Photos from our first public gallery rotation of 2021

Date posted: 23 April 2021

A new public gallery exhibition from our permanent collection was installed in April 2021, as part of the biannual rotation of artworks on public display in the Constitutional Court. Works by Joseph Ndlovu, Anne Sassoon, Richard "Specs" Ndimande, Barbara Tyrrell, Neo Ntsoma, Charles Badenhorst, Usha Seejarim, Angeline Masuku, Nonhlanhla Manqele, Laurentia Dlamini, Robert Hodgins, Diana Hulton, Gideon Mendel and Norman Kaplan were newly added, amongst a wide range of other works on long term display. A number of works in this exhibition embody indigenous African tradition and culture, such as our Hlabisa basketry collection from KwaZulu-Natal, Barbara Tyrrell's sketches and the beadwork she donated to the CCAC, as well as contemporary depictions of African identity as is found in Richard "Specs" Ndimande's work. Joseph Ndlovu's Humanity conveys an African conception of justice rooted in the spirit of ubuntu.

The public gallery is open to the public seven days a week at no charge. Art & Justice tours are presented by the CCAC curatorial team on the last Saturday of every month. More info about the tours and bookings can be found here.

Photographs © Constitutional Court Trust

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Humanity (right, https://ccac.concourttrust.org...) by Joseph Ndlovu (1995), the very first work of the CCAC that was restored in Cape Town in 2020, is now exhibited in a bespoke conservation frame. Adjacent to Humanity are Anne Sassoon's Ishmael and Isaac (https://ccac.concourttrust.org...), also recently restored.

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Our collection of 31 Barbara Tyrrell sketches, donated by the artist herself in 2008, is on exhibit in the public gallery for the first time. Accompanying signage and a map contextualise these ethnographic drawings of indigenous Southern African peoples completed in the 1940s. More: https://ccac.concourttrust.org...

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The CCAC's beadwork collection was donated by Barbara Tyrrell along with her sketches, collected from her sitters. More info: https://ccac.concourttrust.org...

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Charles Badenhorst's video animation What abou’ the lô (https://ccac.concourttrust.org...) seen refelcted in Richard "Specs" Ndimande's work. The latter artist, born in 1994, is now the youngest artist represented in the CCAC after having donated three of his works to the collection. Read more: https://ccac.concourttrust.org...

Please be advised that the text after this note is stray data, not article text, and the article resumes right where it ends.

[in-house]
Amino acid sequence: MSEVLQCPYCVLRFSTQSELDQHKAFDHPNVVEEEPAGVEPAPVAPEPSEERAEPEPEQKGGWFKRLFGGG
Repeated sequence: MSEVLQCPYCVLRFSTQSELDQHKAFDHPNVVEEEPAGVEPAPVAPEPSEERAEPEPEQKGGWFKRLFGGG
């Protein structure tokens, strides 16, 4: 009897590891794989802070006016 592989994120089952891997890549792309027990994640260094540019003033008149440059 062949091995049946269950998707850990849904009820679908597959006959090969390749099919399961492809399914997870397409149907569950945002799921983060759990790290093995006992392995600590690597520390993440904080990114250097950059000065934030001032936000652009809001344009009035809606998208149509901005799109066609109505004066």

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Curatorial intern Neo Diseko and assistant curator Thina Miya watching the short documentary, produced by the CCAC curatorial team, about the restoration of our Hlabisa basketry collection. Watch it online: https://ccac.concourttrust.org...

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A second publication in a series of CCAC monographs is due to appear soon, focusing on the CCAC's Zulu basketry collection from Hlabisa, KwaZulu-Natal.

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Marking IDAHOT 2020, the Dutch Embassy gifted three Amsterdam Rainbow Dress photographs to the CCAC, as a result from a partnership with the Constitutional Court Trust, custodian of the CCAC, in 2018. Neo Ntsoma photographed transgender model and activist Yaya Mavundla. Read more here: https://ccac.concourttrust.org...

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Norman Kaplan's cover of the Images of Human Rights portfolio, issued by the Artists for Human Rights Trust, next to Karel Nel's Cipher (https://ccac.concourttrust.org...).

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Usha Seejarim donated her Affairs of the Home sculptural installation to the CCAC in 2020. Read more about the work here: https://ccac.concourttrust.org...

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Diana Hulton's Mountain series are also in display: https://ccac.concourttrust.org...

Hodgins

Robert Hodgins' The Scene of the Crime is being exhibited following restoration treatment and museum quality framing. More about this work: https://ccac.concourttrust.org...

Pangolin

Joanne Patterson's Pangolin (https://ccac.concourttrust.org...)was installed in the public gallery a few months prior, but is also one of the works that were restored in the past year. It is kept safe in a protective glass casing.

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The CCAC is owned, managed and cared for by the Constitutional Court Trust